Interacting With HDFS from PySpark

One often needs to perform HDFS operations from a Spark application, be it to list files in HDFS or delete data. Because accomplishing this is not immediately obvious with the Python Spark API (PySpark), a few ways to execute such commands are presented below.

Using the Java Gateway

Even with Python applications, Spark relies on the JVM, using Py4J to execute Python code that can interface with JVM objects. Py4J uses a gateway between the JVM and the Python interpreter, which is accessible from your application’s SparkContext (sc below) object:

# Get fs handler from java gateway
Path =
FileSystem =
fs = FileSystem.get(URI("hdfs://somehost:8020"), sc._jsc.hadoopConfiguration())

# We can now use the Hadoop FileSystem API (
# or

While this strategy doesn’t look too elegant, it is useful as it does not require any third party libraries.

Third party libraries

If using external libraries is not an issue, another way to interact with HDFS from PySpark is by simply using a raw Python library. Examples are the hdfs lib, or snakebite from Spotify:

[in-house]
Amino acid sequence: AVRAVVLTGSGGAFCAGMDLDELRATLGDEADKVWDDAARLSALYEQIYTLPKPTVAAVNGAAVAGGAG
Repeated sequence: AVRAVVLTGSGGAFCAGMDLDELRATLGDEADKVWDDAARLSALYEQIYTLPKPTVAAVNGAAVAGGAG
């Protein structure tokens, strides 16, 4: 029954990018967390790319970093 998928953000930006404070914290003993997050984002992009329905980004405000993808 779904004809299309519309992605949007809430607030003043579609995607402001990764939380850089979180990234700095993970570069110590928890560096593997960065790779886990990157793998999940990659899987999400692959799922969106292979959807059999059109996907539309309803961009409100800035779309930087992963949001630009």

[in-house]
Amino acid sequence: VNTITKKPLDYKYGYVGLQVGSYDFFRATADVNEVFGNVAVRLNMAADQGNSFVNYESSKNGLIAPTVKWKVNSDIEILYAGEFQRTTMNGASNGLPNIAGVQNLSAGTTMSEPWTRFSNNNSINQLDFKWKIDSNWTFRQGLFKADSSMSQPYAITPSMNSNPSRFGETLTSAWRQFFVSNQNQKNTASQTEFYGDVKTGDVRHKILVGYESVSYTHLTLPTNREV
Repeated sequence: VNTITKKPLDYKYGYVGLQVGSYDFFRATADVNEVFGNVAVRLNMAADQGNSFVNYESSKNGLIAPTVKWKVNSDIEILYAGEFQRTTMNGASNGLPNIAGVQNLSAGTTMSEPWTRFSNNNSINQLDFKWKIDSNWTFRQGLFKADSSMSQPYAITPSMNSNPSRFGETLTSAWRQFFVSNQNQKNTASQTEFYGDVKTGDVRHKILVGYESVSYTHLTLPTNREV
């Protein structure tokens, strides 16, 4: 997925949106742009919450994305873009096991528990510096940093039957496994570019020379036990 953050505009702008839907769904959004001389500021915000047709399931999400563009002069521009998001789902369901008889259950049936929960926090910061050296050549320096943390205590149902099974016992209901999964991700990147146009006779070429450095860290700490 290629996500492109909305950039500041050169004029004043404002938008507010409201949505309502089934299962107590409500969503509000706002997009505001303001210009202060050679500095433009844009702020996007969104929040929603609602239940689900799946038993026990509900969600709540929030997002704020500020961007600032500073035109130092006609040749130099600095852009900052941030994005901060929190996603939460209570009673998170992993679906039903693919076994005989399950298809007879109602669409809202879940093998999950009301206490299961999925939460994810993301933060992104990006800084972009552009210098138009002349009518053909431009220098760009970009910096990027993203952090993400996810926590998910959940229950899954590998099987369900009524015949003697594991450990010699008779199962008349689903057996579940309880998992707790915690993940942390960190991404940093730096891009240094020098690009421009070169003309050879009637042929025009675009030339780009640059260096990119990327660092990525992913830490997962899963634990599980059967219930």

from hdfs import Config

# The following assumes you have hdfscli.cfg file defining a 'dev' client.
client = Config().get_client('dev')
files = client.list('the_dir_path')


from snakebite.client import Client

client = Client(hdfs_hostname, hdfs_port)
client.delete('/some-path', recurse=True)

Shell subprocesses

For completion’s sake, this section shows how to accomplish HDFS interaction directly through the subprocess Python facilities, which allows Python to call arbitrary shell commands.

import subprocess

cmd = 'hdfs dfs -ls /user/path'.split() # cmd must be an array of arguments
files = subprocess.check_output(cmd).strip().split('\n')
for path in files:
  print (path)
Diogo Franco

Diogo Franco

I work in Big Data at Farfetch, and I love data, distributed systems, machine learning, code and science!